Job quitting anxiety
December 8, 2016 12:26 PM   Subscribe

I have to tell my boss that I am not going to renew my contract at Awful Inc. and am really nervous about the whole thing and never finding any (better) job ever again.

I have been working at Awful Inc. for almost two years now and my contract only has five more weeks to go. It is generally expected that people's contracts are renewed, and I don't think they expect me to say no.
However, I have had enough. While I have some nice co-workers, the general organisation is dysfunctional, and my department of six people consists of my spineless boss who lets my awful co-worker run rampant, a second boss who is nice, but doesn't help and I think at one point tried to manipulate me with tears, two nice women and me. The awful co-worker who I share an office with is generally disliked by most people, but since she schmoozes up to my bosses (and kicks down to me), problems like her giving me only half the information I need, giving me wrong information or taking my calls in my absence and pretending I don't work there are not taken care of, and when I complain get blamed on me. Just last week, my boss told me that we had a communication problem, and once during a "mediation" meeting between us, I aired legitimate complaints that weren't personal issues, but had negative consequences on my ability to do my job, and she countered with "well, but she always looks so busy, so I couldn't tell her X and Y!" and other bullsh*t complaints and my boss accepted those and weighed them as much or more than mine. Nothing has changed so far; the woman still withholds information from me (she was there before me), refuses to call me by my name unless bosses are around, and spends all day making noise or sleeping while I work and my boss tells me my communication skills need work. I have had it.

As you may know from previous questions, I have decided to go back to grad school in Japan and get married. I am excited about that and about getting away from here, but I also worry I might not find anything after I graduate in two years, especially since we will be bound to locations my husband can work as well. (We have different nationalities, language skills and qualifications.) I think that with my skills, I will never be out of a job, but I might not get to pick locations or industries, and I worry about getting my master's just to end up as an administrative person/secretary again because those are the most common jobs for people with my skillset. (I speak Japanese at a very high level, but have no interpreter training because the market for German - Japanese interpretation (or non-native English thrown into the mix) is not big.) I have had recruiters after me before, so I know I will have work, but I would hate to end up in a situation like this again where I don't like my job and still have to be away from my husband for work... I would prefer not to be a housewife, but I guess I could always stay at home for a while and try a writing project I wanted to do for ages, work part-time or volunteer a but to stay employable and keep looking.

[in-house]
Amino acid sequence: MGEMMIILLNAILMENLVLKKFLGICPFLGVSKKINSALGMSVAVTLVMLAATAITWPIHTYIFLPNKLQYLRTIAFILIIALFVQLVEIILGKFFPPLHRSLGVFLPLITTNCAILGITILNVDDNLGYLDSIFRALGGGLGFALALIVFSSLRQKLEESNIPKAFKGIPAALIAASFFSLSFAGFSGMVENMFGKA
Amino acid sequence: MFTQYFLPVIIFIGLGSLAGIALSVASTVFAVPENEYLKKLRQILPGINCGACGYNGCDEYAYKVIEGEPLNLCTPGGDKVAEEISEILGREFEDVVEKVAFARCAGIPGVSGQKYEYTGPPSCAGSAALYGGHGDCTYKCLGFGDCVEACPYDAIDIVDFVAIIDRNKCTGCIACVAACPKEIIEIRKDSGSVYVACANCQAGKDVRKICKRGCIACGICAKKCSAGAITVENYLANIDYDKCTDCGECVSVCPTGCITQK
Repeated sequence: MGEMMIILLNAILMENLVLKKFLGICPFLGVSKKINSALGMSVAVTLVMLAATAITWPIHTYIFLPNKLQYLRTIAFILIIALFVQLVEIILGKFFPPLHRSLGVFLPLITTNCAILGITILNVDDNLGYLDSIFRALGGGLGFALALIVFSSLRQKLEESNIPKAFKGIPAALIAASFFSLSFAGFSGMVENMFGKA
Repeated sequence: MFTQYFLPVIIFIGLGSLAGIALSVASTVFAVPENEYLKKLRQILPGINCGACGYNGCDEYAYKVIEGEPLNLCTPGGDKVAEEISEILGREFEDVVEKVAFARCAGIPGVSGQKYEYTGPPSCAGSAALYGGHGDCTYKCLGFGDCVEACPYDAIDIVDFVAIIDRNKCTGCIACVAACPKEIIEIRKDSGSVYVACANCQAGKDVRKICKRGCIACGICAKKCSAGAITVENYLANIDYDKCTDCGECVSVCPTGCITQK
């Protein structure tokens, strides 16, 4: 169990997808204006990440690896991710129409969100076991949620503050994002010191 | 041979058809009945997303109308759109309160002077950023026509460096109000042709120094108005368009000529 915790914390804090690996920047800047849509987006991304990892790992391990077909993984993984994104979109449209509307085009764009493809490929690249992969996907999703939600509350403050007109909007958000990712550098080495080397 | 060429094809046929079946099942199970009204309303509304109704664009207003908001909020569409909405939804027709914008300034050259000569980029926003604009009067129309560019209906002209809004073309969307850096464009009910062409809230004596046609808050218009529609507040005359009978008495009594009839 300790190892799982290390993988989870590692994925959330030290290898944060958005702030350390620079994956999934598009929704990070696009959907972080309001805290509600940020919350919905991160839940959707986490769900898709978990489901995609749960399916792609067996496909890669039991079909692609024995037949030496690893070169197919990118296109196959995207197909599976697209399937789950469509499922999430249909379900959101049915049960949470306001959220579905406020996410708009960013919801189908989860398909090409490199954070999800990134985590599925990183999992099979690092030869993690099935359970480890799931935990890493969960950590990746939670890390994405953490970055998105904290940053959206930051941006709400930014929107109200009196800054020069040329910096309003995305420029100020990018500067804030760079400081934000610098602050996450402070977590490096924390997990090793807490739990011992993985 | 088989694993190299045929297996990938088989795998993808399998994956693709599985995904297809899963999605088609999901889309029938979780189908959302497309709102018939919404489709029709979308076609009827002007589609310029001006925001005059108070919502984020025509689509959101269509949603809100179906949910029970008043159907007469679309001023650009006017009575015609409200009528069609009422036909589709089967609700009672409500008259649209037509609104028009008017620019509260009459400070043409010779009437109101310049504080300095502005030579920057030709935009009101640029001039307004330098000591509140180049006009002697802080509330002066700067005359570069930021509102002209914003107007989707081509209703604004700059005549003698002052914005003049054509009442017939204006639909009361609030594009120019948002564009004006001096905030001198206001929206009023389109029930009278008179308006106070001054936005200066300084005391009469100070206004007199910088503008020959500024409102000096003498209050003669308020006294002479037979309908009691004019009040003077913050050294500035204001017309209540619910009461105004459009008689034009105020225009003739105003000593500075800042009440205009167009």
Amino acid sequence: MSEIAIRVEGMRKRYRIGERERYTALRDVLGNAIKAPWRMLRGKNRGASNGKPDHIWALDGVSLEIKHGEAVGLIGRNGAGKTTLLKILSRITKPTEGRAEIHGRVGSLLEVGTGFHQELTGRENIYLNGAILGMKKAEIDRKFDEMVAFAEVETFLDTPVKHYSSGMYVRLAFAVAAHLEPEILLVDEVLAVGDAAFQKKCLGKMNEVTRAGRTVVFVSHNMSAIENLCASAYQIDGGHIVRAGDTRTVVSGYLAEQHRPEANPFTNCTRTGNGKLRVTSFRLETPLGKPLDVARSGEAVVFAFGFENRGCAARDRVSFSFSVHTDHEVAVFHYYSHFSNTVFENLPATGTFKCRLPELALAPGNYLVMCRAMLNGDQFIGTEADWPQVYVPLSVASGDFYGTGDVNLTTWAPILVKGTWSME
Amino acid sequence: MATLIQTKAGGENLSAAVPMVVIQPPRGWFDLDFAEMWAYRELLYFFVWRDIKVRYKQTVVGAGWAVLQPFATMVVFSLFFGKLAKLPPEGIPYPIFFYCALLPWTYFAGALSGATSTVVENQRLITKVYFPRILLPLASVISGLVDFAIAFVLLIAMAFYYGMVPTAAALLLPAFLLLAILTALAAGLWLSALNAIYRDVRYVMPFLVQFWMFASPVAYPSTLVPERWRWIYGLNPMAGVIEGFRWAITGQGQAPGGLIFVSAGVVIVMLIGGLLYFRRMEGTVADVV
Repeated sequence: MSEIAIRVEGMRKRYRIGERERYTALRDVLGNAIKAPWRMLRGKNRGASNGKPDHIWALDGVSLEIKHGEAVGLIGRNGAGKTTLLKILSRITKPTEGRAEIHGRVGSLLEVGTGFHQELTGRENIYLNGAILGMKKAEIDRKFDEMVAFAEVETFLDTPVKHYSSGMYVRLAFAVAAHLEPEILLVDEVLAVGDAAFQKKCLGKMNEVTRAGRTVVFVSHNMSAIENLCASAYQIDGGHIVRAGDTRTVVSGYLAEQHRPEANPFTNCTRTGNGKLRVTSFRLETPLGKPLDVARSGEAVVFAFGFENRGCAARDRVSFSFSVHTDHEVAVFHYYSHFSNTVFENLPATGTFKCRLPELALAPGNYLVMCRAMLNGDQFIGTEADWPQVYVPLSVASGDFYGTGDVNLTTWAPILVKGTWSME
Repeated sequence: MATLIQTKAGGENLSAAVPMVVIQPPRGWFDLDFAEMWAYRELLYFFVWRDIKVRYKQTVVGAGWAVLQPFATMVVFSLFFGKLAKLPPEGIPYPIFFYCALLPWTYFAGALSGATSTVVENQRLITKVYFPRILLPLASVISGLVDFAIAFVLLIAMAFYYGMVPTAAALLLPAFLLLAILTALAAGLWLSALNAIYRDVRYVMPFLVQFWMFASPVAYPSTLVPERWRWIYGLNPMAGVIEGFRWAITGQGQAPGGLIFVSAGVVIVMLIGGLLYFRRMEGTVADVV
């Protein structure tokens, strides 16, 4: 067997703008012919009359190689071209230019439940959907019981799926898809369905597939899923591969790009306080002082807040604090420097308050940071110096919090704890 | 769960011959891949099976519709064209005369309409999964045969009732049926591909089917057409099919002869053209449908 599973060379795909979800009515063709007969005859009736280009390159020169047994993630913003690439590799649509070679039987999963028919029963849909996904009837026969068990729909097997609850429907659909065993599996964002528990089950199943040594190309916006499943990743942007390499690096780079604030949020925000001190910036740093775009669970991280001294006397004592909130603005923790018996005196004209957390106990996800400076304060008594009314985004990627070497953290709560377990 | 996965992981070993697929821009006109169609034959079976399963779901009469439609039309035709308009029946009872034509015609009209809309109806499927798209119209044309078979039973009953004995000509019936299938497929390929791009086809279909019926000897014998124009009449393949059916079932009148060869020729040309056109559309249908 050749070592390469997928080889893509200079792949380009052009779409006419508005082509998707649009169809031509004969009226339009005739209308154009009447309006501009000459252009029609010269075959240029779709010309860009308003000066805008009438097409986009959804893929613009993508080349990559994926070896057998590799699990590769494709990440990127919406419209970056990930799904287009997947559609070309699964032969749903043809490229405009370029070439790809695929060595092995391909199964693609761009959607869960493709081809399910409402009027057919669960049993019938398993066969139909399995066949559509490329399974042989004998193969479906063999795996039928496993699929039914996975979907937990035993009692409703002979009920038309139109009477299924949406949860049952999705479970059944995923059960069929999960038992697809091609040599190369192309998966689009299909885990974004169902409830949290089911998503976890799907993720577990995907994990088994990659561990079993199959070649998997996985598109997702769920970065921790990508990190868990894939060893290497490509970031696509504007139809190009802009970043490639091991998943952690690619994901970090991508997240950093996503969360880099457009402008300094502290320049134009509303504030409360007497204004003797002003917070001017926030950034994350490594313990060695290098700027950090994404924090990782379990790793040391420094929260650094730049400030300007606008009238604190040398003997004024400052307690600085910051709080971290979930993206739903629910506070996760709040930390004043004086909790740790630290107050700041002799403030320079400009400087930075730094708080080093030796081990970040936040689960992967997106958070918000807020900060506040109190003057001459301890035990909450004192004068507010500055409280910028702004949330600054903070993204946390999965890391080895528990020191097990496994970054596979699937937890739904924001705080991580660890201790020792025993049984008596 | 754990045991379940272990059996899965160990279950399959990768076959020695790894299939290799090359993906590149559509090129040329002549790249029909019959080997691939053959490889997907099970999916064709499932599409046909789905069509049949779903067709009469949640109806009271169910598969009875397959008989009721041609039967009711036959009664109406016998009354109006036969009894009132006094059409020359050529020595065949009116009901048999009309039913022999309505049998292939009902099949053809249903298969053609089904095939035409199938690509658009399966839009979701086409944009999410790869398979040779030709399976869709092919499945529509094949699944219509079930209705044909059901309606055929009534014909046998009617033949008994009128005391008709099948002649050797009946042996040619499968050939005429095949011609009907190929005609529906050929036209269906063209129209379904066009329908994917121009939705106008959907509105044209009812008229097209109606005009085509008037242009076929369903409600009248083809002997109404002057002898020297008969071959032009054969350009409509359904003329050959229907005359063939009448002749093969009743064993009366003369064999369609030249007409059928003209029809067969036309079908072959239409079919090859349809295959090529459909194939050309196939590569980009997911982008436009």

I have never quit a professional office job, but when I quit my job as an au-pair (I also asked for advice here), and in the end got yelled at by my host father for the inconvenience I caused him. I fear my boss' reaction tomorrow as well, especially since he probably expected me to give longer notice. (People who quit within a contract period need to give two months' notice, but I checked with our lawyer and she said my contract ends automatically and my boss should have just asked sooner.) I also feel like not everything is terrible there, the pay is good and some co-workers are great, so shouldn't I be happy I have a job at all in this economy? I know most of this is my anxiety speaking, and I also know I have been complaining about work for months to my family, friends, fiancé, therapist etc. and they all think I should quit.

Am I being irrational here? If I quit, how do I do it?
posted by LoonyLovegood to Work & Money (15 answers total)
'I have never quit a professional office job' -> You're not actually quitting as in resigning, though. You're just not renewing the contract.

One job I had, when I wasn't going to renew, I just told my boss and that was that (admittedly I left on good terms and I let them know about 6 weeks in advance as a courtesy).

Just tell your immediate line manager 'Hey, just to let you know that I'm not planning on renewing in January, I have other plans'. Leave on good terms and don't burn any bridges. Help with the transition if they ask you to. Done.